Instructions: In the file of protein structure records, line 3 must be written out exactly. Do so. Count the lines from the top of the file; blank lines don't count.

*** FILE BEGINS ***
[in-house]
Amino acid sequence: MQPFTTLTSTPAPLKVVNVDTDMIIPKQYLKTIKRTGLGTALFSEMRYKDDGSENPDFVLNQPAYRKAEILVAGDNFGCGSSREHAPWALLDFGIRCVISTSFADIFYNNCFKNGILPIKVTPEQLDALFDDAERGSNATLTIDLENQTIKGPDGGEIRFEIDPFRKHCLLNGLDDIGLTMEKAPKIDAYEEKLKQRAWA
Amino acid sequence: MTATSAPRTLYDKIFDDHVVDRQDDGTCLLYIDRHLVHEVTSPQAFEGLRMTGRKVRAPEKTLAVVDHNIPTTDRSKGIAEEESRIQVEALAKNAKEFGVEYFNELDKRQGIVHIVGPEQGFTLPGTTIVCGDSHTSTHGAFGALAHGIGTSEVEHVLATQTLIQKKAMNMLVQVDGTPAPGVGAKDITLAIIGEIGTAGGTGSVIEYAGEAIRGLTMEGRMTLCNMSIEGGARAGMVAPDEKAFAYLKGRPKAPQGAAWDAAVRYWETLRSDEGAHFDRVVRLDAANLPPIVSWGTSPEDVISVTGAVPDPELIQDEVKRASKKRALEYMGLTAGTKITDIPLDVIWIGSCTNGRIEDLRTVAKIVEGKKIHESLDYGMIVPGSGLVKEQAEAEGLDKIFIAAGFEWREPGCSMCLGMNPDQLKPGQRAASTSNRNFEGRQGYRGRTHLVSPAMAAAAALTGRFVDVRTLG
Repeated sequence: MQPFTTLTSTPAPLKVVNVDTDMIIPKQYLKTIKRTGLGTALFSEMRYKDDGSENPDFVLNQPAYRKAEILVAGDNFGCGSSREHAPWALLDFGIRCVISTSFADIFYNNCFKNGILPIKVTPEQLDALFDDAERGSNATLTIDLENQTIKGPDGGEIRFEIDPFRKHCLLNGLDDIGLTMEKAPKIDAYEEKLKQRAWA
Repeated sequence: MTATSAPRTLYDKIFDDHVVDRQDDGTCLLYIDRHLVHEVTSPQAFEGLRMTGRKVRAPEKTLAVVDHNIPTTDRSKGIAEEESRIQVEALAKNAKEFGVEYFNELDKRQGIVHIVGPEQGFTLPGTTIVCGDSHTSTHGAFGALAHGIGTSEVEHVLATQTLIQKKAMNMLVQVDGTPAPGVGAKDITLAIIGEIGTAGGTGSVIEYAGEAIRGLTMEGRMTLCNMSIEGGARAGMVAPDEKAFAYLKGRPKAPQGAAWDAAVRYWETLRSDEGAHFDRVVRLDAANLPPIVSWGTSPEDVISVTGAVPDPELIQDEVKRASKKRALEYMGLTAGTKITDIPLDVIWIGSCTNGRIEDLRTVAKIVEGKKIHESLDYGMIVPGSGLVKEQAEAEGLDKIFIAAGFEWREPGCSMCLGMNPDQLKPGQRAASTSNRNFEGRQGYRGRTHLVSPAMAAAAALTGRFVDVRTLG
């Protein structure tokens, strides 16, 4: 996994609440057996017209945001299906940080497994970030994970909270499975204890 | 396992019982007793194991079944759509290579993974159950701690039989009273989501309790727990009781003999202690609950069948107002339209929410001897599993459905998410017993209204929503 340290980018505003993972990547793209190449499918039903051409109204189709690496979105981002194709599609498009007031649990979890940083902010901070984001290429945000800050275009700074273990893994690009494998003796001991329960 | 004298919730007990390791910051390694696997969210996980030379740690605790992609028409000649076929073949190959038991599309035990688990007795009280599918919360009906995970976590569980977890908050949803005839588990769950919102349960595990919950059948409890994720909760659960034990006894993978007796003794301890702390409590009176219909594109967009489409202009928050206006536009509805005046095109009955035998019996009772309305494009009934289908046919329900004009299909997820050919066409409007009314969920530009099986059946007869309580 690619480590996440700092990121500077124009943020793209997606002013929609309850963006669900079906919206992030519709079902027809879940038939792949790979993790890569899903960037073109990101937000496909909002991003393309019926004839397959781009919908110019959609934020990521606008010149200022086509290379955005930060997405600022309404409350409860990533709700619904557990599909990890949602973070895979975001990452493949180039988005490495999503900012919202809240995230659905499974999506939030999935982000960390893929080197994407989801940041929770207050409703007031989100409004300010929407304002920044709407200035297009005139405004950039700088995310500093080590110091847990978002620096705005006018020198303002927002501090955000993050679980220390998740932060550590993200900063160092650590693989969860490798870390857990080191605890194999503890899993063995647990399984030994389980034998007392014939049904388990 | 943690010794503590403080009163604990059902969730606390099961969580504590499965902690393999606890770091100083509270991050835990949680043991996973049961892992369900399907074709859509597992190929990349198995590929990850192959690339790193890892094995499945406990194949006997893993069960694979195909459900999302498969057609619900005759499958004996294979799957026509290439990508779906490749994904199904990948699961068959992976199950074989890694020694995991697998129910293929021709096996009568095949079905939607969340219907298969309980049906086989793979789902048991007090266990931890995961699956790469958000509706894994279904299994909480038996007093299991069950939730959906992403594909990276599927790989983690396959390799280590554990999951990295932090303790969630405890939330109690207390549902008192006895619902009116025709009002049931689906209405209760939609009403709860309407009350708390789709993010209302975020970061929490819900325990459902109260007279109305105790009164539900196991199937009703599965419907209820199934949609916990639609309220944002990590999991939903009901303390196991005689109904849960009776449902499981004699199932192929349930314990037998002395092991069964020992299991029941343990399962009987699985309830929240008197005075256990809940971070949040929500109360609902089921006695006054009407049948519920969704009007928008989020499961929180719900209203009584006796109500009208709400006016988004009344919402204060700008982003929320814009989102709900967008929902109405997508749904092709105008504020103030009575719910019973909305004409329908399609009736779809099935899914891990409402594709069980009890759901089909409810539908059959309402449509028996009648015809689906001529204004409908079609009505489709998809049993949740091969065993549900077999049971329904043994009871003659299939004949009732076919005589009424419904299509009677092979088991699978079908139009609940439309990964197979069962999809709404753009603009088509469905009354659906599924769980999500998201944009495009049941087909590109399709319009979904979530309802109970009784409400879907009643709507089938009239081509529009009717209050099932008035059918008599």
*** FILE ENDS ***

Amino acid sequence: MTATSAPRTLYDKIFDDHVVDRQDDGTCLLYIDRHLVHEVTSPQAFEGLRMTGRKVRAPEKTLAVVDHNIPTTDRSKGIAEEESRIQVEALAKNAKEFGVEYFNELDKRQGIVHIVGPEQGFTLPGTTIVCGDSHTSTHGAFGALAHGIGTSEVEHVLATQTLIQKKAMNMLVQVDGTPAPGVGAKDITLAIIGEIGTAGGTGSVIEYAGEAIRGLTMEGRMTLCNMSIEGGARAGMVAPDEKAFAYLKGRPKAPQGAAWDAAVRYWETLRSDEGAHFDRVVRLDAANLPPIVSWGTSPEDVISVTGAVPDPELIQDEVKRASKKRALEYMGLTAGTKITDIPLDVIWIGSCTNGRIEDLRTVAKIVEGKKIHESLDYGMIVPGSGLVKEQAEAEGLDKIFIAAGFEWREPGCSMCLGMNPDQLKPGQRAASTSNRNFEGRQGYRGRTHLVSPAMAAAAALTGRFVDVRTLG